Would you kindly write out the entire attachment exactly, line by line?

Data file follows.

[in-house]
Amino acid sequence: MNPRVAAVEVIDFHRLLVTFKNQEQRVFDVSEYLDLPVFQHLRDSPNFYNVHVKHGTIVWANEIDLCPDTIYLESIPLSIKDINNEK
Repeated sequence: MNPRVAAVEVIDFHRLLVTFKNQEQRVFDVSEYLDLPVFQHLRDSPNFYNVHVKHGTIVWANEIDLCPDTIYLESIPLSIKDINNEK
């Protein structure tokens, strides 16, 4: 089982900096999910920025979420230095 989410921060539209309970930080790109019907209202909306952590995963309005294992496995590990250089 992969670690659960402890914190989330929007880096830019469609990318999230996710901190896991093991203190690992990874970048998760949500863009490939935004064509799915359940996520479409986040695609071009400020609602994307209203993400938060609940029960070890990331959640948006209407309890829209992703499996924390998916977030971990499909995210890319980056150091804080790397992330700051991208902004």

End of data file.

[in-house]
Amino acid sequence: MNPRVAAVEVIDFHRLLVTFKNQEQRVFDVSEYLDLPVFQHLRDSPNFYNVHVKHGTIVWANEIDLCPDTIYLESIPLSIKDINNEK
Repeated sequence: MNPRVAAVEVIDFHRLLVTFKNQEQRVFDVSEYLDLPVFQHLRDSPNFYNVHVKHGTIVWANEIDLCPDTIYLESIPLSIKDINNEK
């Protein structure tokens, strides 16, 4: 089982900096999910920025979420230095 989410921060539209309970930080790109019907209202909306952590995963309005294992496995590990250089 992969670690659960402890914190989330929007880096830019469609990318999230996710901190896991093991203190690992990874970048998760949500863009490939935004064509799915359940996520479409986040695609071009400020609602994307209203993400938060609940029960070890990331959640948006209407309890829209992703499996924390998916977030971990499909995210890319980056150091804080790397992330700051991208902004």